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They made a fortune trading in the Russian aluminium industry, and have used their money to build up a huge range of property and business interests that week by week seem to have grow’d like Topsy. In racing they have owned and operated the Northern Racing group of 10 racecourses for several years, and have been sniffing around Arena Leisure for the last couple of years.
In the lull between Cheltenham and Aintree, they finally received the go ahead for a takeover, when the Office of Fair Trading rules that there was no need to refer the proposed bid to the Competition Commission. The deal takes the Northern Racing portfolio up to 17 tracks.
The other major racecourse owner, Jockey Club Racecourses, runs 10 circuits, whilst the remaining 36 venues are independently operated. Essentially the OFT decision acknowledges that a takeover of Arena Leisure would not reduce significantly competition between the two groups in the “provision of horseracing” market.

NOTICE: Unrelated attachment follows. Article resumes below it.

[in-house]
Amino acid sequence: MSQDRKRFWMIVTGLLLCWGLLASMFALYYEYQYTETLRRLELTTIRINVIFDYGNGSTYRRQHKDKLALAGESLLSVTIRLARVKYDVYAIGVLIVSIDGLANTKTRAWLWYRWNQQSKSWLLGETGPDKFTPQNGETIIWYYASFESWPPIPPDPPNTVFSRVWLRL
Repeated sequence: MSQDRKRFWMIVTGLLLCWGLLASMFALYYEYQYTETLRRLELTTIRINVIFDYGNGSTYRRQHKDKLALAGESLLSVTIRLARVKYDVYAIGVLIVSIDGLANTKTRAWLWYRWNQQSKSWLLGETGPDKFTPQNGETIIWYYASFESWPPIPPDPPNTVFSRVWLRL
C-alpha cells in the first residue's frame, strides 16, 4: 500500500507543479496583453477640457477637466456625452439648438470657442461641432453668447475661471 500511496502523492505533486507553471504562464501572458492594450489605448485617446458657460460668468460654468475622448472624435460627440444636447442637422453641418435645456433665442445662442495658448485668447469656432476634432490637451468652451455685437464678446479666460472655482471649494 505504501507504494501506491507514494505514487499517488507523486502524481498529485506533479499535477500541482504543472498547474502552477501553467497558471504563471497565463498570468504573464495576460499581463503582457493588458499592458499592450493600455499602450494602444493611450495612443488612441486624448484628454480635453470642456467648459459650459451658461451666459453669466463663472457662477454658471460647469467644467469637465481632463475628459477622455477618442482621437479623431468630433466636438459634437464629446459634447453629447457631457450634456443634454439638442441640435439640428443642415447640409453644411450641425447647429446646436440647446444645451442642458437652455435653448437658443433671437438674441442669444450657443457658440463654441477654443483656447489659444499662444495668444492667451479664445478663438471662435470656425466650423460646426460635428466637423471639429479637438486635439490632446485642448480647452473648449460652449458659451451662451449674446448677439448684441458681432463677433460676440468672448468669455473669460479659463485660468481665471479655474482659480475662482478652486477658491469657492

The Reuben Brothers investment company, Aldersgate, has acquired a company that is on the up. In 2011 Arena Leisure profits were up by over 14% to £4.2m, and attendances at its racecourses grew by almost 8% to 683,000, a record for the organisation. If that’s equalled this year, then there will be well over 1.6m paying customers at the Northern Racecourse meetings.
For some, though, the move puts them out of a job, though the financial payouts will go some way to keeping them off the streets for a while. Between them, Arena chief executive Mark Elliott and finance director Tony Harris will pick up around £2.5m in lump sum redundancy and share payments. The rest of the Arena senior management team have moved over to the new business.